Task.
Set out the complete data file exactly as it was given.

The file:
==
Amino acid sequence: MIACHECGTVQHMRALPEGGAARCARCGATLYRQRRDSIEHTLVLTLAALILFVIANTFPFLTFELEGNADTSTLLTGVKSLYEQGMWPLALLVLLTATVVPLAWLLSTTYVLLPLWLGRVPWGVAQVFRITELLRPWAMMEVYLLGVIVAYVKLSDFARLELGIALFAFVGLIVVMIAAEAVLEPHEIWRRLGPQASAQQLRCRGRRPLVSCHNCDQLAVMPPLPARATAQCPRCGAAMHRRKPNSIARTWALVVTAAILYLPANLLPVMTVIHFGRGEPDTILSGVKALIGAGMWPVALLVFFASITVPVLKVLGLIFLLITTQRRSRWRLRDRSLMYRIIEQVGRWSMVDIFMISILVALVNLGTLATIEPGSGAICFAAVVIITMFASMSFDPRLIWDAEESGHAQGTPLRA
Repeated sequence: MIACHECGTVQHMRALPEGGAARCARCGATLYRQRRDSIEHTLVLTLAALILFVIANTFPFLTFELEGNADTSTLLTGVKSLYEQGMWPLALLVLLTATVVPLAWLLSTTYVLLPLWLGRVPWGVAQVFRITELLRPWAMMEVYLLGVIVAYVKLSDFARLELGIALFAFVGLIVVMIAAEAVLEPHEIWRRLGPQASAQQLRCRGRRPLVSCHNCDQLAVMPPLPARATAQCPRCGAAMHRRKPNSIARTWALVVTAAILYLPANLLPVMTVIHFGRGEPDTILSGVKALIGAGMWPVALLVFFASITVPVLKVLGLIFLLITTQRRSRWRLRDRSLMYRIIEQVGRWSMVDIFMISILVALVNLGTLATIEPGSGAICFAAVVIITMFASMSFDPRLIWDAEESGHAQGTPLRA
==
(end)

Amino acid sequence: MIACHECGTVQHMRALPEGGAARCARCGATLYRQRRDSIEHTLVLTLAALILFVIANTFPFLTFELEGNADTSTLLTGVKSLYEQGMWPLALLVLLTATVVPLAWLLSTTYVLLPLWLGRVPWGVAQVFRITELLRPWAMMEVYLLGVIVAYVKLSDFARLELGIALFAFVGLIVVMIAAEAVLEPHEIWRRLGPQASAQQLRCRGRRPLVSCHNCDQLAVMPPLPARATAQCPRCGAAMHRRKPNSIARTWALVVTAAILYLPANLLPVMTVIHFGRGEPDTILSGVKALIGAGMWPVALLVFFASITVPVLKVLGLIFLLITTQRRSRWRLRDRSLMYRIIEQVGRWSMVDIFMISILVALVNLGTLATIEPGSGAICFAAVVIITMFASMSFDPRLIWDAEESGHAQGTPLRA
Repeated sequence: MIACHECGTVQHMRALPEGGAARCARCGATLYRQRRDSIEHTLVLTLAALILFVIANTFPFLTFELEGNADTSTLLTGVKSLYEQGMWPLALLVLLTATVVPLAWLLSTTYVLLPLWLGRVPWGVAQVFRITELLRPWAMMEVYLLGVIVAYVKLSDFARLELGIALFAFVGLIVVMIAAEAVLEPHEIWRRLGPQASAQQLRCRGRRPLVSCHNCDQLAVMPPLPARATAQCPRCGAAMHRRKPNSIARTWALVVTAAILYLPANLLPVMTVIHFGRGEPDTILSGVKALIGAGMWPVALLVFFASITVPVLKVLGLIFLLITTQRRSRWRLRDRSLMYRIIEQVGRWSMVDIFMISILVALVNLGTLATIEPGSGAICFAAVVIITMFASMSFDPRLIWDAEESGHAQGTPLRA